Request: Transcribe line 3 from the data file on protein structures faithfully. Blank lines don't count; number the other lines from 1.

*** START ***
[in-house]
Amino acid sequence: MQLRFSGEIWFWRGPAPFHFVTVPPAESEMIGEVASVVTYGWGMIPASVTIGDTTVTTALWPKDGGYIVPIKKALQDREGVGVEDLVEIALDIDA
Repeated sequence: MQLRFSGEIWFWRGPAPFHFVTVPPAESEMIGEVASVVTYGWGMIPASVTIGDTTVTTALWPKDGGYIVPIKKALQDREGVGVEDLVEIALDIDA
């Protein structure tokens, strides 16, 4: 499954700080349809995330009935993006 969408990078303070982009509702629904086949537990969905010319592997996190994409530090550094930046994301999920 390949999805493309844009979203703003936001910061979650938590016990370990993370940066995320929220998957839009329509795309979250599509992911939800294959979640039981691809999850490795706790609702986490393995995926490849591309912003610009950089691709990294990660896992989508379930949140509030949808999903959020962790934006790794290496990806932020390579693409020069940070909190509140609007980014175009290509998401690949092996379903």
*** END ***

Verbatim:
Repeated sequence: MQLRFSGEIWFWRGPAPFHFVTVPPAESEMIGEVASVVTYGWGMIPASVTIGDTTVTTALWPKDGGYIVPIKKALQDREGVGVEDLVEIALDIDA